On Mon, 2011-01-17 at 12:21 +0100, Jonas Gorski wrote:
> On 17 January 2011 11:56, Michael Büsch <email@example.com> wrote:
> > On Mon, 2011-01-17 at 11:46 +0100, Jonas Gorski wrote:
> >> a) Merge the HND/AI code into the current SSB code, or
> >> b) add the missing code for SoCs to brcm80211 and replace the SSB code
> >> with it.
> > Why can't we keep those two platforms separated?
> > Is there really a lot of shared code between SSB and HND/AI?
> Yes, as far as I understand the AI bus behaves mostly like a SSB bus
> except for places like enabling/disabling cores. E.g. the AI bus also
> has a common core, which has a bit for telling whether its a SSB or AI
> bus, and has the mostly the same registers as the SSB common cores (so
> most driver_chipcommon_* stuff also applies for the AI bus).
Well... I don't really like the idea of running one driver and
subsystem implementation on completely distinct types of silicon.
We will end up with the same mess that broadcom ended up with in
their "SB" code (broadcom's SSB backplane implementation).
For example, in their code the driver calls pci_enable_device() and
related PCI functions, even if there is no PCI device at all. The calls
are magically re-routed to the actual SB backplane.
You'd have to do the same mess with SSB. Calling ssb_device_enable()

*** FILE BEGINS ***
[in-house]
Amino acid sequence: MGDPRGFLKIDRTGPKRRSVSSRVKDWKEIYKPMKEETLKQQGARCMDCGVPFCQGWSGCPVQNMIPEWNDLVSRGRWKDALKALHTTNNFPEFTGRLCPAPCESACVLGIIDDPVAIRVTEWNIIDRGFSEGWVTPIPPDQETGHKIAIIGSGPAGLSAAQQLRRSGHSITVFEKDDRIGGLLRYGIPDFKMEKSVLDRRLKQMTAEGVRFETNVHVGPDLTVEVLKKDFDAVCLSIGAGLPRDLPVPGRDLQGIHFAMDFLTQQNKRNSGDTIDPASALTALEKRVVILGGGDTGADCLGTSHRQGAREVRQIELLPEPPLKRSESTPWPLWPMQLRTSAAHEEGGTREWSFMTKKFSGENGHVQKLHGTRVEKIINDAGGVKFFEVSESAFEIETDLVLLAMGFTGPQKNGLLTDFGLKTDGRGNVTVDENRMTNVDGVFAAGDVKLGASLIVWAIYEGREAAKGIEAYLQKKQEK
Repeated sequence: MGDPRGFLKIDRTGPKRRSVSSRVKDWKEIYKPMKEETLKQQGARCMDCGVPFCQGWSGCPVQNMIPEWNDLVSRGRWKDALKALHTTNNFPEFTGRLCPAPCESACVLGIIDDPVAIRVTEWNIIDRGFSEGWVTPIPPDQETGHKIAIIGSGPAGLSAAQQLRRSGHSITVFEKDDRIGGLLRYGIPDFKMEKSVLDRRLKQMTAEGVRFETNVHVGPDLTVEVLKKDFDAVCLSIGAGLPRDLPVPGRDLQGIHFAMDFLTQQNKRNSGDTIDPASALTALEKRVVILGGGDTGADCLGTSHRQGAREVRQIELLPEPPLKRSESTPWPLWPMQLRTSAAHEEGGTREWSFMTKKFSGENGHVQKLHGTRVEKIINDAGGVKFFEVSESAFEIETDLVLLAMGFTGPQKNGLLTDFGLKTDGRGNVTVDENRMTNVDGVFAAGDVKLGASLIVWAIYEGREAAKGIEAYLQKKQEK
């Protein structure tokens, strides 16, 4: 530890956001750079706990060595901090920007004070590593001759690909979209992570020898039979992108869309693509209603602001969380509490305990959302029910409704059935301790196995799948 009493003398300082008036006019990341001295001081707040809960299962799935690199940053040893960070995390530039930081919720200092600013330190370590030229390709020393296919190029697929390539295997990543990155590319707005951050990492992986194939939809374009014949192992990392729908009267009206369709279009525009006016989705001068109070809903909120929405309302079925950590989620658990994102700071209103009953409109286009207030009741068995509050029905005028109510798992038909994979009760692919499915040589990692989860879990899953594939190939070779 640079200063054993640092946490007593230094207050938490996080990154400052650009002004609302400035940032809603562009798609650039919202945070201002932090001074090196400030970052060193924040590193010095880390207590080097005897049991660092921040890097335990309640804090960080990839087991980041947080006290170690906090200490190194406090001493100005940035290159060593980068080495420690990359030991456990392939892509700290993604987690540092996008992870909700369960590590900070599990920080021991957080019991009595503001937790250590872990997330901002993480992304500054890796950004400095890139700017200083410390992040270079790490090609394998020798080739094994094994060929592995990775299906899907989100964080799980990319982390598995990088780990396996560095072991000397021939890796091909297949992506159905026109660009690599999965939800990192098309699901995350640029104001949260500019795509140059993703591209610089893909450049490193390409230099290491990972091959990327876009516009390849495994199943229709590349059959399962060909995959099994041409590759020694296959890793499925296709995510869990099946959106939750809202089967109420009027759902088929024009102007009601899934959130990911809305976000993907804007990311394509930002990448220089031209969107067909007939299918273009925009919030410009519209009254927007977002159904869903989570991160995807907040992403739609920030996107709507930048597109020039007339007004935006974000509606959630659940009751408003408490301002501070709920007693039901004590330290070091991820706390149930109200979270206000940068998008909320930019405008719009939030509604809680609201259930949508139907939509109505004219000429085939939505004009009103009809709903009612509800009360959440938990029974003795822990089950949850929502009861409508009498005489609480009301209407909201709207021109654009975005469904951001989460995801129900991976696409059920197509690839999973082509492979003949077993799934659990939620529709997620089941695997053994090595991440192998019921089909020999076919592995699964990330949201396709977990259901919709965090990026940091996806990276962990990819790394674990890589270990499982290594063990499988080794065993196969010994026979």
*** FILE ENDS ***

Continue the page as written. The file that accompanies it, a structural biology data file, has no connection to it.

will mean "enable the SSB device", if the backplane is SSB, and will
mean "enable the HND/AI" device, if the backplane is HND/AI.
So I'm still in favor of doing a separate HND/AI bus implementation,
that means duplicating a few lines of code. I think that compared to the
workarounds and conditionals needed for getting SSB to run on HND/AI
hardware, it will be a net win.
> > So why do we need to replace or merge SSB in the first place? Can't
> > it co-exist with HND/AI?
> It probably can, but then the SSB code must be at least made AI aware
> so it doesn't try to attach itself if it finds one.
SSB doesn't search for SSB busses in the system, because there's no
way to do so. The architecture (or the PCI/PCMCIA/SDIO device) registers
if it detected an SSB device. So for the embedded case, it's hardcoded
in the arch code. For the PCI case it simply depends on the PCI IDs.
I don't see a problem here. Your arch code will already have to know
what machine it is running on. So it will have to decide whether to
register a SSB or HND/AI bus.
It's like a platform_device. However, it doesn't use the platform_device
mechanism. There's no technical reason. It would be trivial to port the
SSB bus registration to use platform_device, however.
> Also I don't know
> if it is a good idea to let arch-specific code depend on code in
Sure. The code needs to be cleaned up and moved to the mainline kernel
_anyway_. You don't get around this.